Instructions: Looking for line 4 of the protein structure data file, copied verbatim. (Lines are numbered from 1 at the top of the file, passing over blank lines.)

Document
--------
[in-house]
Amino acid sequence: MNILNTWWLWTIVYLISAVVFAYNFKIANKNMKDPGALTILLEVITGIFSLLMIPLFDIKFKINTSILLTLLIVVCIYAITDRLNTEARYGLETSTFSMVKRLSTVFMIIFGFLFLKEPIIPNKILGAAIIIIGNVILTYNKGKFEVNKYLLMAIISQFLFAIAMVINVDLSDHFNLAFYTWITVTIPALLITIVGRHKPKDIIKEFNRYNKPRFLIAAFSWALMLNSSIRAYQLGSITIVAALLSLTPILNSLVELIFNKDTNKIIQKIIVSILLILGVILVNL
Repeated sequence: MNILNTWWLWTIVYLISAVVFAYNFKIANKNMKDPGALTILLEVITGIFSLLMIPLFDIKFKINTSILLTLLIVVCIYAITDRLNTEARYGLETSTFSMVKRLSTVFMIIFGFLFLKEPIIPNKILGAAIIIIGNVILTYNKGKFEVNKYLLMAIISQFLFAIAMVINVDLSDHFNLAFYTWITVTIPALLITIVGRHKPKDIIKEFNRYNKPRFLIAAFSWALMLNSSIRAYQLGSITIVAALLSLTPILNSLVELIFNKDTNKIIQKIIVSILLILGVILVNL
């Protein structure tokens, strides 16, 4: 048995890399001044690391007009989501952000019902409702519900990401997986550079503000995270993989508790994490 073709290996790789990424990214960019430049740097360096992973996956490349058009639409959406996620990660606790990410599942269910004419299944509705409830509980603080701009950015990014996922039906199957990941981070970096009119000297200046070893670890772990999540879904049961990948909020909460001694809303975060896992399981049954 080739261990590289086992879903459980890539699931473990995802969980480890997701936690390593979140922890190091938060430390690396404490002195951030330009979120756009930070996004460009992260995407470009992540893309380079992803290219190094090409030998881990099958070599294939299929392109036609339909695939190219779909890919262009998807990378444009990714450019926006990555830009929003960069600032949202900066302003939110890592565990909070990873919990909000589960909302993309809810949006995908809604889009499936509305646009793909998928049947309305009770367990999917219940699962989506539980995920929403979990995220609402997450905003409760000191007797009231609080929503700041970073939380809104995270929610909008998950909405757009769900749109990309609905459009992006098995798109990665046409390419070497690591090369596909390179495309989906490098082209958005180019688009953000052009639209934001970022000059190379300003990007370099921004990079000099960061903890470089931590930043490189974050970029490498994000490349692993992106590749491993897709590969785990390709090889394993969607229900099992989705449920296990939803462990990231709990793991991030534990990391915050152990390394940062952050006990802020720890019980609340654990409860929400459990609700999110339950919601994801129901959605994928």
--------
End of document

């Protein structure tokens, strides 16, 4: 048995890399001044690391007009989501952000019902409702519900990401997986550079503000995270993989508790994490 073709290996790789990424990214960019430049740097360096992973996956490349058009639409959406996620990660606790990410599942269910004419299944509705409830509980603080701009950015990014996922039906199957990941981070970096009119000297200046070893670890772990999540879904049961990948909020909460001694809303975060896992399981049954 080739261990590289086992879903459980890539699931473990995802969980480890997701936690390593979140922890190091938060430390690396404490002195951030330009979120756009930070996004460009992260995407470009992540893309380079992803290219190094090409030998881990099958070599294939299929392109036609339909695939190219779909890919262009998807990378444009990714450019926006990555830009929003960069600032949202900066302003939110890592565990909070990873919990909000589960909302993309809810949006995908809604889009499936509305646009793909998928049947309305009770367990999917219940699962989506539980995920929403979990995220609402997450905003409760000191007797009231609080929503700041970073939380809104995270929610909008998950909405757009769900749109990309609905459009992006098995798109990665046409390419070497690591090369596909390179495309989906490098082209958005180019688009953000052009639209934001970022000059190379300003990007370099921004990079000099960061903890470089931590930043490189974050970029490498994000490349692993992106590749491993897709590969785990390709090889394993969607229900099992989705449920296990939803462990990231709990793991991030534990990391915050152990390394940062952050006990802020720890019980609340654990409860929400459990609700999110339950919601994801129901959605994928």